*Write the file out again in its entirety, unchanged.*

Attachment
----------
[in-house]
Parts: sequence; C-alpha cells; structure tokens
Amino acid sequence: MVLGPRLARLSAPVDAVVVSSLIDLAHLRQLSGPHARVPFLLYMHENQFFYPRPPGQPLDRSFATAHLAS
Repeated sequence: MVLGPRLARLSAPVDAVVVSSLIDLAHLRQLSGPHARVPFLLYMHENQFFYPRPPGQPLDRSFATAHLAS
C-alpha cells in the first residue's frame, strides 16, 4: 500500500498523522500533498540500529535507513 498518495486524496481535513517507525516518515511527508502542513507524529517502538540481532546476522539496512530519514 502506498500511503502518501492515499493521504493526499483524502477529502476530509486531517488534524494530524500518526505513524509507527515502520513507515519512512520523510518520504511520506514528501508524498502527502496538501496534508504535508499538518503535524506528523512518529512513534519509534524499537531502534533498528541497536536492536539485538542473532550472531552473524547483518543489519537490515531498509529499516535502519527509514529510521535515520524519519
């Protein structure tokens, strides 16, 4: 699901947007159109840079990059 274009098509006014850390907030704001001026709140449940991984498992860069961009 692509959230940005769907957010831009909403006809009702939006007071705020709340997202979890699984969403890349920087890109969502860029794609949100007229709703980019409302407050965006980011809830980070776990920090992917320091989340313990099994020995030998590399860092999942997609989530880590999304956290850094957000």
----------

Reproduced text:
[in-house]
Parts: sequence; C-alpha cells; structure tokens
Amino acid sequence: MVLGPRLARLSAPVDAVVVSSLIDLAHLRQLSGPHARVPFLLYMHENQFFYPRPPGQPLDRSFATAHLAS
Repeated sequence: MVLGPRLARLSAPVDAVVVSSLIDLAHLRQLSGPHARVPFLLYMHENQFFYPRPPGQPLDRSFATAHLAS
C-alpha cells in the first residue's frame, strides 16, 4: 500500500498523522500533498540500529535507513 498518495486524496481535513517507525516518515511527508502542513507524529517502538540481532546476522539496512530519514 502506498500511503502518501492515499493521504493526499483524502477529502476530509486531517488534524494530524500518526505513524509507527515502520513507515519512512520523510518520504511520506514528501508524498502527502496538501496534508504535508499538518503535524506528523512518529512513534519509534524499537531502534533498528541497536536492536539485538542473532550472531552473524547483518543489519537490515531498509529499516535502519527509514529510521535515520524519519
């Protein structure tokens, strides 16, 4: 699901947007159109840079990059 274009098509006014850390907030704001001026709140449940991984498992860069961009 692509959230940005769907957010831009909403006809009702939006007071705020709340997202979890699984969403890349920087890109969502860029794609949100007229709703980019409302407050965006980011809830980070776990920090992917320091989340313990099994020995030998590399860092999942997609989530880590999304956290850094957000």